A great many drivers who have always lived (and driven) in the UK will never have driven up (or down) any kind of proper mountain roads.
At least, not the kind of miles long, deceptively-steep mountain roads that you can encounter in continental Europe. The reason for this is simple – we don’t have anything to equal the Alps, the Dolomites or the Pyrenees (and many more).
Yet if you hire a motorhome to go on holiday to Europe, these are exactly the kinds of roads you might encounter – in a vehicle much larger and heavier than your usual car.
The other problem is that many younger drivers have never driven older vehicles – the ones with poor brakes that forced drivers to learn about engine braking. Most modern cars allow you to get away with ‘driving on your brakes’ on UK roads – our roads are either not steep enough or not long enough to cause the dreaded brake fade.
(Brake fade is the result of brakes which have overheated and ceased to be effective. The result is that you don’t stop as quickly as normal – or even at all…)
The result of all of this is that when you first encounter proper mountain roads, it can be a bit daunting. With sheer drops on one side, a wall of rock on the other and seemingly neverending hairpin bends, it’s not an environment that forgives any mistakes.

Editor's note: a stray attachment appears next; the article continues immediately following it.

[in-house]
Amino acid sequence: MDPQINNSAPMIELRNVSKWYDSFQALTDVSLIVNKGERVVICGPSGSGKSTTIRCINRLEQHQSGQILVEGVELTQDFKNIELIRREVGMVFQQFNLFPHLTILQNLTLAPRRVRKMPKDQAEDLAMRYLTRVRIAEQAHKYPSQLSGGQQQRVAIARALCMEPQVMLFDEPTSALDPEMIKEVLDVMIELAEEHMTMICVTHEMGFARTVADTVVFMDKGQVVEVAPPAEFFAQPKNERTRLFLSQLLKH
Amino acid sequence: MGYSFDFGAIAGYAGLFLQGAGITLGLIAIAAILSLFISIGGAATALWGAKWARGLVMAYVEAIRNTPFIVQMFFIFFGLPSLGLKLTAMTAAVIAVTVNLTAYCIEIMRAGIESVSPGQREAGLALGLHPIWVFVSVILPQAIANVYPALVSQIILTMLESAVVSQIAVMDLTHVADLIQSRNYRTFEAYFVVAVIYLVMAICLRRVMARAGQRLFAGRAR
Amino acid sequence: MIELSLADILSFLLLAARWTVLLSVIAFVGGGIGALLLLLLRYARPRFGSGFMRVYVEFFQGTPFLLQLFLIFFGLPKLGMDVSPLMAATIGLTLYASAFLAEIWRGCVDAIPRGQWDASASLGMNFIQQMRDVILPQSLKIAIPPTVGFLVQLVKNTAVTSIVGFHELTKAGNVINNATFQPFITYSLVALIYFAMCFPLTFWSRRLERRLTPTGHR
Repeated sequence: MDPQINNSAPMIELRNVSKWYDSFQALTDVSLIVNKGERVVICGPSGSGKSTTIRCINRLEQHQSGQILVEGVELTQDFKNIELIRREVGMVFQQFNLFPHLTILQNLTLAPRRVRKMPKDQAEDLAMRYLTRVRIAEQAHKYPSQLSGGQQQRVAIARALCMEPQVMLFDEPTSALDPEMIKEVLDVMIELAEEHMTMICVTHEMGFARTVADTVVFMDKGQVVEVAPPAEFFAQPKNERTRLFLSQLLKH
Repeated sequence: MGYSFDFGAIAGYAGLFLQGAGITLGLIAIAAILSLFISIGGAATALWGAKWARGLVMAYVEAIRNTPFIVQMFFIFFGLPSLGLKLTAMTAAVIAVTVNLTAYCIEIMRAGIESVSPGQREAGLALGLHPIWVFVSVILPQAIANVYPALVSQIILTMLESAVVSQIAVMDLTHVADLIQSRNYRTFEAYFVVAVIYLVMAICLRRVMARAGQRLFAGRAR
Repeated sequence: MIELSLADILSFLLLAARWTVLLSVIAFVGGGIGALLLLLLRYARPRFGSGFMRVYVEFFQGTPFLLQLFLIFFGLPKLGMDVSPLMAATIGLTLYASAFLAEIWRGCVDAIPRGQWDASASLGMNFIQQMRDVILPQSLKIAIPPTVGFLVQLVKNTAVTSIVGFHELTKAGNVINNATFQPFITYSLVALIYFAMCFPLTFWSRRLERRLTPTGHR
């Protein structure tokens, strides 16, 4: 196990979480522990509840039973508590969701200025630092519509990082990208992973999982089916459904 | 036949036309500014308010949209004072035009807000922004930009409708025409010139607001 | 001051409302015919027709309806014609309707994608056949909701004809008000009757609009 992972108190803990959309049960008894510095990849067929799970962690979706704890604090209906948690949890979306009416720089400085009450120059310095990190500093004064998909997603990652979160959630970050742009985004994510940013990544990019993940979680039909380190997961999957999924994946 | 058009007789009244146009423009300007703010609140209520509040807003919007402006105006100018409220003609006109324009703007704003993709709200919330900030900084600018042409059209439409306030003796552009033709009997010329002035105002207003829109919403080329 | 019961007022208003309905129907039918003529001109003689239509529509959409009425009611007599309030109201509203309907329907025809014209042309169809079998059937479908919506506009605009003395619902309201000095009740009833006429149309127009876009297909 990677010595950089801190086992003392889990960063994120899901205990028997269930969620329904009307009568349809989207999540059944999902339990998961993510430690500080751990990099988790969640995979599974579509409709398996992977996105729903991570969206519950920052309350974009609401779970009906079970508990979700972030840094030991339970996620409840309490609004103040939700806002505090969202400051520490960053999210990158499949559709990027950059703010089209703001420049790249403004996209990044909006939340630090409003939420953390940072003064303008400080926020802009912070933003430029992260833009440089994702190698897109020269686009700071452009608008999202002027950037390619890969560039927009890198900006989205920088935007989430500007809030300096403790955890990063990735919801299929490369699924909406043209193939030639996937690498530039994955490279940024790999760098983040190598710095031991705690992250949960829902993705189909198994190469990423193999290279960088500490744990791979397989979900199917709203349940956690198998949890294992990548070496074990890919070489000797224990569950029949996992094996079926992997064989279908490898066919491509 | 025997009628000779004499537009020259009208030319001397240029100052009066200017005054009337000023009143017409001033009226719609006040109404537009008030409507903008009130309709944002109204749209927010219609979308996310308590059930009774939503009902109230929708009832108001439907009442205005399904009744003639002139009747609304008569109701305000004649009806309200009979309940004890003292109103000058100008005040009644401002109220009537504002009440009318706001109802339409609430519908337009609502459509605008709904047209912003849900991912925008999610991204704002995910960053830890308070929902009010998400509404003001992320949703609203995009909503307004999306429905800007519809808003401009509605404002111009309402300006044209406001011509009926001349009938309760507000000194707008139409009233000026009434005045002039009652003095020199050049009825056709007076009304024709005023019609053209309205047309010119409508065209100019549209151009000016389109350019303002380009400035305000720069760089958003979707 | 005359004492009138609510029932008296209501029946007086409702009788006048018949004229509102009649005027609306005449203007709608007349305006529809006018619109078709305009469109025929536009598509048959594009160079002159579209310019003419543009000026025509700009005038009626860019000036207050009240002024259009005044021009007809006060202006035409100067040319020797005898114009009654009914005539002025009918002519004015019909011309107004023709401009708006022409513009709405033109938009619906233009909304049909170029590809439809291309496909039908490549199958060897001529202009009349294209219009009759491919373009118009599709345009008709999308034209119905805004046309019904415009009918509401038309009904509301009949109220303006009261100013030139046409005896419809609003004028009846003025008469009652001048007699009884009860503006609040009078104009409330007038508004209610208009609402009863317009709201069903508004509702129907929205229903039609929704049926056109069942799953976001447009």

Add in the fact that you might be driving a large hired motorhome for the first time and the result can be seriously scary. It doesn’t need to be.
People have been driving cars, motorhomes, buses and lorries up and down mountain roads for years. All that’s required is a bit of care and the correct method.
Here’s a 10-second guide to mountain driving:
- Go down a mountain road in the same gear (or one lower) than you went up it
- Let the revs rise when descending – higher revs will slow the vehicle without the use of the brakes. It won’t harm the engine as long as you keep the revs in the green zone on the rev counter.
- When you do need to brake, do so in short, firm bursts of perhaps 5-10 seconds – then release the brakes and allow them to cool again.
- Don’t leave your foot lightly on the brake the whole way down the hill – this is a recipe for overheating brakes as they won’t get a chance to cool down between uses
- If you are on a road with hairpins, aim to come almost completely to a stop just before each bend. You may need to stop if something large is coming the other way and this approach will set you up safely for the bend and the next stretch – try not to brake too much between bends
- Ignore the people queuing up behind you. They aren’t responsible for your passengers’ safety. You are.
Although I was inspired to write this post by this very useful thread on the Motorhome Facts forum, I can personally confirm that this approach works well, having used it successfully on some of the steepest roads in the Alps and Pyrenees.
Get it right, and moutain driving is a terrific buzz – and enables you to see some of the finest views in the world. Once you’ve driven a few Alpine passes, ‘ordinary’ roads never seem the same again! Here’s a snap of my old car at the top of the Furka Pass in the Swiss Alps – 2,436m above sea level. Despite the snow, it was late June!
P.S. If you think I am exaggerating the risks of mountain driving, remember that a motorhome is not a car – it is a commercial vehicle. It probably weighs 2-3 times as much as your car and takes a lot more effort to stop. It is also less stable and forgiving on tight bends.